Angela 15:09

working the seasonal shifts so that she could buy toys and clothes for the kids that she worked with so that they would have things for Christmas. Yeah, no, it was really cute. She was so nice. She actually offered to help find me a job. She gave me a really great reference when I was transitioning out of retail. But yeah, no, she was an amazing person. And every weekend she was there, she would work like her eight hour shift. And she would always try to get overtime to do as much as she could to get these kids their christmas toys. I don't know. What about you, in your three years, do you think you had better experiences seasonally, like during the holidays, or just in the regular course of the year?

Jae 15:55

I feel like it's by what you're defining as better. I think on a more regular basis. We had nicer customers. So ones that like, I know, we had some brides girl shopping for prom, kind of fun things like that. But then, seasonally, I always loved helping the husbands, boyfriends, grandparents and trying to like find anything on a list or anything to buy. Oh, I love that. It was always really sweet. There were a few things. And we'll get into kind of our soapbox rant sessions about customer service jobs and the do's and don'ts when you are a customer and when you are a retail worker, but it is always sweet to see them putting in the effort around the holidays. Absolutely.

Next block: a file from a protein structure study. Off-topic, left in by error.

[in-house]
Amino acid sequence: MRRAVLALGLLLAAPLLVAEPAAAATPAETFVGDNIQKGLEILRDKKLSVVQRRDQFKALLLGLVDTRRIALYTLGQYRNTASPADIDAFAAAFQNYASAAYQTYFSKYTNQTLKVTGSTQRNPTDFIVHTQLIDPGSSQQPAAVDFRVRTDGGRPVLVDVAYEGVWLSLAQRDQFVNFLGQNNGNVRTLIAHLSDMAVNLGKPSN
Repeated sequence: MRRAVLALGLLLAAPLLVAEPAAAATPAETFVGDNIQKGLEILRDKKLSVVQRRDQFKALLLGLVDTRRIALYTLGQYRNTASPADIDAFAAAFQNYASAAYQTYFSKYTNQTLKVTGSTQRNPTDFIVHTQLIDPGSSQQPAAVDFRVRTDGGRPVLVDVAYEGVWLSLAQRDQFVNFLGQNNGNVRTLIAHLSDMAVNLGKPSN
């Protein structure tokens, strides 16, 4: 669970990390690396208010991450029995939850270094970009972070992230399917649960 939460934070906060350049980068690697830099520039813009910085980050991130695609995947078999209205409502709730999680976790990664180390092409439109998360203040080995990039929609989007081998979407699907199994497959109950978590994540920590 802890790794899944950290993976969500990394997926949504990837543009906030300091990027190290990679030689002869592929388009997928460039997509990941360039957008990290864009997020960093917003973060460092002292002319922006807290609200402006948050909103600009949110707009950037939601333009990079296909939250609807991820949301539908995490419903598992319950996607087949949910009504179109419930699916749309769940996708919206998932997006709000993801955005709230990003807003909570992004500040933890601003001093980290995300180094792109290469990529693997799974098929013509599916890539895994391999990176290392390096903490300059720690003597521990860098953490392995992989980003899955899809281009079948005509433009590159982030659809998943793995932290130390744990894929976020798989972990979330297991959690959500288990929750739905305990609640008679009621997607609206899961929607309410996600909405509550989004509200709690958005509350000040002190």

Okay, well, now that that sweet stuffs over,

let's get into my favorite part of ranting about customers. And this is not a particular customer, I live in a very diverse area, it has nothing to do with economics, color, orientation, race, anything of the sort. And this just has to do with human decency, respecting one another and being kind. Now, when you come into a store, and you're insisting on telling me we carry a brand, I know is exclusively with another retailer. And you will not pull it up on Google to prove it to me. And you're just telling me I saw it on the website. And when I pull it fully asked you to show it to me on the website, you're like no, where is it? And I repeat, we don't sell out here. It's here. You have no right to then have me Google and or call that competitive retailer and see if they have this product for you. If I do you do that it is out of the kindness of my own heart, not because you as the customer always being right, is entitled to a service for our product. We do not carry?

Angela 17:54

Oh my goodness, I 100% agree. I think the biggest thing that you learn working in retail is that we're always taught that the customer's always right, false, but then you learn. That's not always the case.

Jae 18:07

I do know there is a disconnect between some of the older generations and some of the younger ones. I think shopping has been different. I think the experience of service if you watch Miss maizel, or you watch any kind of the older shows, the amount of customer service has declined in terms of the one on one personal shopper longer form experience.

Angela 18:34

Mm hmm.

Jae 18:34

However, I

also think that a lot of young people, me particularly Jae, when I go into a store, I know what I'm looking for. I don't want you to approach me and I asked for help. And if I do need help, I will approach you don't pick out outfits for me You think I would like based on the other things that I've picked. I do multiple laps around a store before picking what I pick. And if I wanted the item you picked for me. I would have grabbed it that's on customer j not on retail worker j i know.